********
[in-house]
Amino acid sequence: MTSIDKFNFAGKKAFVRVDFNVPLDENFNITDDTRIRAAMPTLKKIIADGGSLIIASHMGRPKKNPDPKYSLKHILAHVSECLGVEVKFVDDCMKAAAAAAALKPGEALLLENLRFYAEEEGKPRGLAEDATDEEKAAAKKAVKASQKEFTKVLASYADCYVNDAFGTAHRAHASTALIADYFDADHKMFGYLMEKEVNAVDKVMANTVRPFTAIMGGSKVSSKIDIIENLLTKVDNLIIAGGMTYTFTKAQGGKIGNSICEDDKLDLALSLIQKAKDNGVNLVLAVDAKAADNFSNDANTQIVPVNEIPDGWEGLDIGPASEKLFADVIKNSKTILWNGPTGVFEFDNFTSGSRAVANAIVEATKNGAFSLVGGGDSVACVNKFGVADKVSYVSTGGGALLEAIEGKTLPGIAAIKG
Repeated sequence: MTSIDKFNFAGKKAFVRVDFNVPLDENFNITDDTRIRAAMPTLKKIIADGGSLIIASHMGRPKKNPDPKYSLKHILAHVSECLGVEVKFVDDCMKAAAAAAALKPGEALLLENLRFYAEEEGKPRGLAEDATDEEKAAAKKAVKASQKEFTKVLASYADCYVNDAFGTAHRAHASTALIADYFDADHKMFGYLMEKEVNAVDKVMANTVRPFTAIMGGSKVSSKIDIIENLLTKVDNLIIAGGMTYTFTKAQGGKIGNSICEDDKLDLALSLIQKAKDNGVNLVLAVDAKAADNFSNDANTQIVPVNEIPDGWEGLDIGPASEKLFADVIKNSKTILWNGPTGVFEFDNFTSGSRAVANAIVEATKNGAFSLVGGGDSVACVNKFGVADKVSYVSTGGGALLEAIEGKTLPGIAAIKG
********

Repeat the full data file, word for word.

[in-house]
Amino acid sequence: MTSIDKFNFAGKKAFVRVDFNVPLDENFNITDDTRIRAAMPTLKKIIADGGSLIIASHMGRPKKNPDPKYSLKHILAHVSECLGVEVKFVDDCMKAAAAAAALKPGEALLLENLRFYAEEEGKPRGLAEDATDEEKAAAKKAVKASQKEFTKVLASYADCYVNDAFGTAHRAHASTALIADYFDADHKMFGYLMEKEVNAVDKVMANTVRPFTAIMGGSKVSSKIDIIENLLTKVDNLIIAGGMTYTFTKAQGGKIGNSICEDDKLDLALSLIQKAKDNGVNLVLAVDAKAADNFSNDANTQIVPVNEIPDGWEGLDIGPASEKLFADVIKNSKTILWNGPTGVFEFDNFTSGSRAVANAIVEATKNGAFSLVGGGDSVACVNKFGVADKVSYVSTGGGALLEAIEGKTLPGIAAIKG
Repeated sequence: MTSIDKFNFAGKKAFVRVDFNVPLDENFNITDDTRIRAAMPTLKKIIADGGSLIIASHMGRPKKNPDPKYSLKHILAHVSECLGVEVKFVDDCMKAAAAAAALKPGEALLLENLRFYAEEEGKPRGLAEDATDEEKAAAKKAVKASQKEFTKVLASYADCYVNDAFGTAHRAHASTALIADYFDADHKMFGYLMEKEVNAVDKVMANTVRPFTAIMGGSKVSSKIDIIENLLTKVDNLIIAGGMTYTFTKAQGGKIGNSICEDDKLDLALSLIQKAKDNGVNLVLAVDAKAADNFSNDANTQIVPVNEIPDGWEGLDIGPASEKLFADVIKNSKTILWNGPTGVFEFDNFTSGSRAVANAIVEATKNGAFSLVGGGDSVACVNKFGVADKVSYVSTGGGALLEAIEGKTLPGIAAIKG